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    Sale 2042

    Important English Furniture

    17 October 2008, New York, Rockefeller Plaza

  • Lot 50

    A PAIR OF GEORGE III ORMOLU-MOUNTED BLUE JOHN AND WHITE MARBLE THREE-LIGHT CANDELABRA

    BY MATTHEW BOULTON, CIRCA 1771

    Price Realised  

    Estimate

    A PAIR OF GEORGE III ORMOLU-MOUNTED BLUE JOHN AND WHITE MARBLE THREE-LIGHT CANDELABRA
    BY MATTHEW BOULTON, CIRCA 1771
    Each with a flaming finial reversing to a nozzle, minor variations to leaf casting on sockets, one bobeche replaced
    16 in. (41 cm.) high, 13¾ in. (35 cm.) wide (2)


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    Matthew Boulton's magnificent 'Roman' candle vases of beautiful bluejohn from Castleton, Derbyshire, ormolu-enriched in the French manner, provided decorative chimney-piece and table garnitures for rooms decorated in the George III 'antique' fashion. They were particularly suited to the Etruscan 'columbarium' style promoted by The Works in Architecture of Robert and James Adam, London, 1773. Presented on stepped or 'altar' plinths, they served as candlesticks, with reversible socket-concealing lids, aggrandised with candelabra branches.

    Matthew Boulton (d. 1802) established his manufactory in Soho, Birmingham and began his celebrated partnership with John Fothergill (d. 1782) in 1762. Following the establishment of their ormolu manufactures in the late 1760s, they were patronised by George III and Queen Charlotte, while Christie & Ansell's Pall Mall Rooms provided them with access to London's fashionable clientèle, and auctions were held there in April 1770, 1771 and 1778 of the 'superb and elegant produce Of Messrs Boulton and Fothergill's Or moulu Manufactory, At Soho, in Staffordshire; consisting of A variety of most beautiful and rich articles, comprehending vases of exquisite shapes, clock-cases, candle-branches, essence pots, and many other ornaments'. Indeed, Empress Catherine of Russia is reported to have considered their wares in 1772 to be 'Superior in every respect to the French'.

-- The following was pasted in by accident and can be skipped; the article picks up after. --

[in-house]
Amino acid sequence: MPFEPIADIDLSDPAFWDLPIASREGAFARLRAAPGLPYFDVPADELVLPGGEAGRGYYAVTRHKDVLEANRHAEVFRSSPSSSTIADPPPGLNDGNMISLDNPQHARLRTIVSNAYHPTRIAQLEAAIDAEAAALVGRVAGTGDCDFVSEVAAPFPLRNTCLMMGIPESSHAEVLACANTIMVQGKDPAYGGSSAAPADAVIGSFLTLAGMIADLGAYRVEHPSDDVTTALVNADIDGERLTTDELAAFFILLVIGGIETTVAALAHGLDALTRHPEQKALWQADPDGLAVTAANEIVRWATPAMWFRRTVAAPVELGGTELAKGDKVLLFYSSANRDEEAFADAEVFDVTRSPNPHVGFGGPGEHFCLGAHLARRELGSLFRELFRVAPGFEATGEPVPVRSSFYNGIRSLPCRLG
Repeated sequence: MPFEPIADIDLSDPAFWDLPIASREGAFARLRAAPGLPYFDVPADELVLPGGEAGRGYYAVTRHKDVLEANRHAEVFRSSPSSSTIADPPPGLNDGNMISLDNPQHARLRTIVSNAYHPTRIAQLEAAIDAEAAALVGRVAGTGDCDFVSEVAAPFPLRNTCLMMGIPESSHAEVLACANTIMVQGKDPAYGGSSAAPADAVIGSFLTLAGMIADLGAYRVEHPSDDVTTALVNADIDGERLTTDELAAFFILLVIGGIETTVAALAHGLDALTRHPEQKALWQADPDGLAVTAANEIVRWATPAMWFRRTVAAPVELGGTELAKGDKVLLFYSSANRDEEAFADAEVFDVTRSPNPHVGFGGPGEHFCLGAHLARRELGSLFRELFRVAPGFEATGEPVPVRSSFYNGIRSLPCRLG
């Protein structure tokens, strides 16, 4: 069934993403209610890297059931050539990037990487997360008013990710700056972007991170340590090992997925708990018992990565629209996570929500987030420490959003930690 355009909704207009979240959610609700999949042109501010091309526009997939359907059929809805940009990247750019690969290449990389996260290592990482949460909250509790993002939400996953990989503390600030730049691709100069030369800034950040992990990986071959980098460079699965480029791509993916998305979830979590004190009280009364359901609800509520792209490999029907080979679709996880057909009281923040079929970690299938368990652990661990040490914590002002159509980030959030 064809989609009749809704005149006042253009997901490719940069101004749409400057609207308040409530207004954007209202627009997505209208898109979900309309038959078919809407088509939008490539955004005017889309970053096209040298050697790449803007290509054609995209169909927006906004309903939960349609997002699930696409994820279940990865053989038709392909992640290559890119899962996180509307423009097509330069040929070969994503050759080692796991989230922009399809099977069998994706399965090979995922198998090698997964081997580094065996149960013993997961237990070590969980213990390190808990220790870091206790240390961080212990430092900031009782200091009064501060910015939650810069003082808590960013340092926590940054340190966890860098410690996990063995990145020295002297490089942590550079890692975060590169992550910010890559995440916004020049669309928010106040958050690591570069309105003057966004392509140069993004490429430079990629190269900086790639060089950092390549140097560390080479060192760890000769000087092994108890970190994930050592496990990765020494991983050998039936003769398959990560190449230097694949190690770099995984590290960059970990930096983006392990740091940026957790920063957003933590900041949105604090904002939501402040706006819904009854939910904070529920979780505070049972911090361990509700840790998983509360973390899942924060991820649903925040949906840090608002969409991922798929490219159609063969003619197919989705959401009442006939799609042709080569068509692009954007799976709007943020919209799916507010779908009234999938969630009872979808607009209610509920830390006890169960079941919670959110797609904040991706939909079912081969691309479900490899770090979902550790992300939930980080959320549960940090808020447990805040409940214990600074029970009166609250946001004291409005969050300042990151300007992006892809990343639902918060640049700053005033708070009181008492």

The design of these candle vases is probably in part derived from vase candelabra designed by James Stuart (see N. Goodison, Matthew Boulton: Ormolu, London, 2002, pp. 76-77, figs. 33-34). A pair of the same model as the present lot (although without reversible tops) is in the collection of the Duke of Marlborough at Blenheim Palace, Oxford. Although there is no record of when the 4th Duke purchased the vases, he did buy other ornaments in 1772. In 1771, the 4th Earl Fitzwilliam bought a single vase of this design at Matthew Boulton's first speculative auction at James Christie's Pall Mall Great Room on 13 April of that year (lot 60). It was described in the catalogue as: 'a vase radix amethysti and or moulu, lined silver and perferated for essence, with ornaments in the antique taste and branches for two candles' and sold for £18 17s 6d against a reserve of £15 15s 0d, the same reserve as four other vases in the sale of the same description. The Fitzwilliam candelabrum was sold by the Trustees of the Olive, Countess Fitzwilliam Chattels Settlement, Christie's, London, 8 July 1998, lot 61. Other vases of this design known to exist include:
    -a pair at Harewood House, Yorkshire (N. Harris, Chippendale, London, 1989, p. 106)
    -a pair at Frogmore in the Royal Collection, formerly in the Mulliner Collection (H. Mulliner, The Decorative Arts in England, London, n.d. (c. 1924), fig. 164 and sold from that collection, Christie's, London, 10 July 1924, lot 37)
    -a pair sold from the collection of the late 1st Viscount Leverhulme, Anderson Galleries, New York, 10 February 1926, lot 165 (sold from Bothwell Castle, Scotland, Christie's, London, June 1919)

    Provenance

    The Estate of Polly Guggenheim Logan; Sotheby's, New York, 13 October 1994, lot 134.
    with Partridge, London, 1995.
    Bought from Hotspur, London.


    Pre-Lot Text

    PROPERTY FROM A DISTINGUISHED NEW YORK COLLECTION
    (LOTS 50-70)


    Literature

    Partridge Fine Arts, Summer Exhibition catalogue, 1995, p. 44, cat. 17.
    N. Goodison, Matthew Boulton: Ormolu, London, 2002, pp. 287 and 397.